Next Wednesday, the School Committee will be holding a public hearing on a proposed innovation plan for the O'Maley Middle School.
Approval by the School Committee of the proposal would, in fact, establish the O'Maley Middle School as an innovation school. This procedure follows a vote taken by the O'Maley faculty in late May approving the innovation plan by more than two-thirds (a state requirement).
An innovation school is a public school that can exercise increased autonomy and flexibility within the context of its district. Innovation schools represent a chance for local school committees, in cooperation with superintendents, teachers, unions, parents, outside partners and others, to internally charter their own schools.
State law, MGL Chapter 71, Section 92 gives traditional schools and educators the chance to develop their own direction (still based on the Massachusetts Curriculum Frameworks) in six possible areas (curriculum, budget, schedule and calendar, staffing, professional development, and district policies).
This initiative represents both a challenge and an opportunity for us to implement innovative practices within a traditional public school setting.
The goals of the innovation school are intended to engage the staff and administration in a more collaborative effort designed to advance student learning and school performance. The idea behind innovation schools is that they will allow for deeper engagement in core subjects (this includes the arts), more enrichment activities, particular instructional themes or areas of focus, and freedom from certain district rules.
Some of the elements of the O'Maley Middle School Innovation Plan include the following:
How teachers teach: One of the major elements of the Innovation Plan calls for establishing more extensive project-based learning across the entire school. Project-based learning calls upon teachers to facilitate active work from students to a greater degree than more traditional, direct methods of instruction.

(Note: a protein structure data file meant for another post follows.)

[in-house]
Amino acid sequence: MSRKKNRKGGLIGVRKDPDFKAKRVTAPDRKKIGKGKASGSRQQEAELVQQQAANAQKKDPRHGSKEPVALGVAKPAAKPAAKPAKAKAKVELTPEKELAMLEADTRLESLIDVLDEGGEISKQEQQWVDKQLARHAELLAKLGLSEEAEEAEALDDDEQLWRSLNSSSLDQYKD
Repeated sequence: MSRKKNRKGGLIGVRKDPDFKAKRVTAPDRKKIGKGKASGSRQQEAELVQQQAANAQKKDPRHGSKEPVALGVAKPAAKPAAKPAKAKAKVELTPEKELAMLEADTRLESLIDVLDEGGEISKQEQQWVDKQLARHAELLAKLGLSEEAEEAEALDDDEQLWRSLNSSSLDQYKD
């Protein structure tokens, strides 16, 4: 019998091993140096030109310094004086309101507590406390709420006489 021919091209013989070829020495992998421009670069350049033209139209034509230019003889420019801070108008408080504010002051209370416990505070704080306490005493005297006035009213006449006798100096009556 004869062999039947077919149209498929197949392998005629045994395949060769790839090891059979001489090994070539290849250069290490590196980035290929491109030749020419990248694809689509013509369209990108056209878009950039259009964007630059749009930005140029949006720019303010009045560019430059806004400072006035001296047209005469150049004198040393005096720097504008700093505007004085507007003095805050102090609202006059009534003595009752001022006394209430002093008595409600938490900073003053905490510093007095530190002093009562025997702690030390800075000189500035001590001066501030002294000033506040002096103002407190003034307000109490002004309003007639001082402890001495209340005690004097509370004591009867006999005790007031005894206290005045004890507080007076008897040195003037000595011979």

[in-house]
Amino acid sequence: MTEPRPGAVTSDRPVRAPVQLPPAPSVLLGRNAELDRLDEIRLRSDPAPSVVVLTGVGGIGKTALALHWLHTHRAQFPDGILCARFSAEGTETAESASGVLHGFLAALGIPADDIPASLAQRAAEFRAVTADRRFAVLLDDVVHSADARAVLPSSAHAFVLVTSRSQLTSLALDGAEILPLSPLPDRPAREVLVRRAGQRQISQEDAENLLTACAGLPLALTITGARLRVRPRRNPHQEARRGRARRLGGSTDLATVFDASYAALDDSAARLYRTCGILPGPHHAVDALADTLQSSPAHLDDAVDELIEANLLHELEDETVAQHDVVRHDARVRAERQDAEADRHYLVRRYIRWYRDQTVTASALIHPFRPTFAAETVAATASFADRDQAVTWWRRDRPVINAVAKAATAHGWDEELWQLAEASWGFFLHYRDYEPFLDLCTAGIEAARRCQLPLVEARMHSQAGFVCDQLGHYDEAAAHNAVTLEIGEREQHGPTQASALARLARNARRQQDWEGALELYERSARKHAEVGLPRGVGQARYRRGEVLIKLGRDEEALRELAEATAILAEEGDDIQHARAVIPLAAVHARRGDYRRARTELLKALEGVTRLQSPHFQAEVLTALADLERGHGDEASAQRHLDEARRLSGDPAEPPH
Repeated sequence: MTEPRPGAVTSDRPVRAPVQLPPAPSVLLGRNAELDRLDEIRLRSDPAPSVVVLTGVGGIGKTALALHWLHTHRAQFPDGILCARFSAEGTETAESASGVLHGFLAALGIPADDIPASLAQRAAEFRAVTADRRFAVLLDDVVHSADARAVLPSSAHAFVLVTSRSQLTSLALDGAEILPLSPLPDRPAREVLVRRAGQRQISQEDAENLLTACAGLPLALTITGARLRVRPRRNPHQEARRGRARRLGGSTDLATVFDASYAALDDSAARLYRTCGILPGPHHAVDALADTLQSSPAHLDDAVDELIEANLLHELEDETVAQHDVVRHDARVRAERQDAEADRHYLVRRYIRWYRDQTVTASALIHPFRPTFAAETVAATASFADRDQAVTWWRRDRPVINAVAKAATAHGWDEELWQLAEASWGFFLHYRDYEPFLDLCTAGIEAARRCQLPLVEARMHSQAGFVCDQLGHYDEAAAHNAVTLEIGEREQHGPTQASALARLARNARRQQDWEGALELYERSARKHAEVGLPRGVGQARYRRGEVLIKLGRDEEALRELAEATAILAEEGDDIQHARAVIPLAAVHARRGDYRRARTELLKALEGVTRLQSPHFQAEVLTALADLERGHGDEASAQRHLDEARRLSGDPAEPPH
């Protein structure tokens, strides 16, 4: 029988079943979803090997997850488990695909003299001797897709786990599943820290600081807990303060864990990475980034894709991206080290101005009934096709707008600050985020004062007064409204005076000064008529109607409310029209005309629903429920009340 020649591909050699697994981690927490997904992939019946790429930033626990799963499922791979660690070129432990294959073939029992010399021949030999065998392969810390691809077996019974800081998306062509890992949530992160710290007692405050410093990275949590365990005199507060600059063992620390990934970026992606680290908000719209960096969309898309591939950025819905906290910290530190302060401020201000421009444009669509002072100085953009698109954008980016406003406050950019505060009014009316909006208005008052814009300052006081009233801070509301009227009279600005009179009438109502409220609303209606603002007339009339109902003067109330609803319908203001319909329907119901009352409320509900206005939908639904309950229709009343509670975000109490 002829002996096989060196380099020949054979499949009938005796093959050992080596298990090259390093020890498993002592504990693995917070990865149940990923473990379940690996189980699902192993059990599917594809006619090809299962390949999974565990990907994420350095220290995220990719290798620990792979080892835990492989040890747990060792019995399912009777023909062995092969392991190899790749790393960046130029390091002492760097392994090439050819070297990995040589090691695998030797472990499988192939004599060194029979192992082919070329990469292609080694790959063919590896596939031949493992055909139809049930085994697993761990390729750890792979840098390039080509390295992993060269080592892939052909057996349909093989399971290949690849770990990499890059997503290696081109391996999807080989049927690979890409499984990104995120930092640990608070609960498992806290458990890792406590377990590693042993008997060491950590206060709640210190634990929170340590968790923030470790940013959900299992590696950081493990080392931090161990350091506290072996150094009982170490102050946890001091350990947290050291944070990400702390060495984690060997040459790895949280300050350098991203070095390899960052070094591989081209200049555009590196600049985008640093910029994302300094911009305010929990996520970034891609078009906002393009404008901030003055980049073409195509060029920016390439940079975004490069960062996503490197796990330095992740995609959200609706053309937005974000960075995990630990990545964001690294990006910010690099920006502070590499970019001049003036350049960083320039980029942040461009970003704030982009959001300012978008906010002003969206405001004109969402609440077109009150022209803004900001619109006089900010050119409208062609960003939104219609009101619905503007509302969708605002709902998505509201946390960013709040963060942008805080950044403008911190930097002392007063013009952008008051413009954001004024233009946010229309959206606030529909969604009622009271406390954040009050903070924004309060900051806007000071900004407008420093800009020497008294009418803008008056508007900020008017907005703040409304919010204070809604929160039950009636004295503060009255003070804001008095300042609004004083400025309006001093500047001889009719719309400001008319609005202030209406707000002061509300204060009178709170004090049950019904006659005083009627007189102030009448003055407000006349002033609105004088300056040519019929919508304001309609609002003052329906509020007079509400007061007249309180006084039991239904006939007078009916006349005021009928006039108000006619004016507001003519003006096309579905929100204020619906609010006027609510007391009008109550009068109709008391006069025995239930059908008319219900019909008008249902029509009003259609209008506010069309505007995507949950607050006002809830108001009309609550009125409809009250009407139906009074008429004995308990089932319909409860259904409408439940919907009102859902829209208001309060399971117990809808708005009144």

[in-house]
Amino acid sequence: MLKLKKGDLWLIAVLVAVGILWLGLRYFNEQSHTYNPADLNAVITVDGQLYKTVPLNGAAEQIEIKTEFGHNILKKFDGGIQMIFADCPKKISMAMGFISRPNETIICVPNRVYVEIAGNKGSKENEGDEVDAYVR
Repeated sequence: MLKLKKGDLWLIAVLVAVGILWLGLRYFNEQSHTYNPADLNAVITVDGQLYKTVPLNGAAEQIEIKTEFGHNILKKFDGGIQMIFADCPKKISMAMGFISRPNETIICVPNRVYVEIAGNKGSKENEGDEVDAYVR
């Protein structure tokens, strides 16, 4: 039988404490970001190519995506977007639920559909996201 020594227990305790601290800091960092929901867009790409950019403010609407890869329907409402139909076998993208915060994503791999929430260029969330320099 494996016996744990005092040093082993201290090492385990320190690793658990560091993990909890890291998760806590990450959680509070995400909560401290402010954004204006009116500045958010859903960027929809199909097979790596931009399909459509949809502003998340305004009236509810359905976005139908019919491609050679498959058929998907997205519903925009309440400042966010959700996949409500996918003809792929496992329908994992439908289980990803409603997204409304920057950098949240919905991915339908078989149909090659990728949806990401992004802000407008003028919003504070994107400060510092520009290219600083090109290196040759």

How the curriculum is directed: For this first year, we will be creating two interdisciplinary themes per grade. The different subject areas will, by choice, either create one project, or a series of smaller, related projects that reinforce a central idea or theme that is the basis for each of the interdisciplinary projects.
What's expected of students: With the concerted effort on project-based learning across the subject areas, we hope to develop in our students a greater involvement in the work that they do. Projects do not just call upon students to provide a simple correct answer. Rather, they must demonstrate proficiency, that they can develop and implement an idea or a plan well.
School governance: The innovation plan calls for a Teachers Advisory Committee to actively work alongside administration. This committee will meet periodically to openly discuss and decide upon the important issues that affect the school. Minutes of the meetings will be recorded and shared with the entire faculty so that the net effect will be an increase in policy determination, communication, and implementation.
What can students and parents expect from the school? How will it change in the immediate future? Again, a schoolwide focus on project-based learning will unify significant elements of the curriculum so that different subject areas will reinforce the learning that is taking place in all subjects.
Students should increasingly see the interrelationships between what they learn in each subject and the topics under investigation. In addition, we are looking at full-scale remediation strategies in mathematics. Attendance policies are also under review in the plan. And, gradually we will be looking to incorporate more technology into instruction.
If you are interested in hearing more, please join us at the School Committee meeting on Wednesday, June 13.
Richard Safier is superintendent of the Gloucester Public Schools.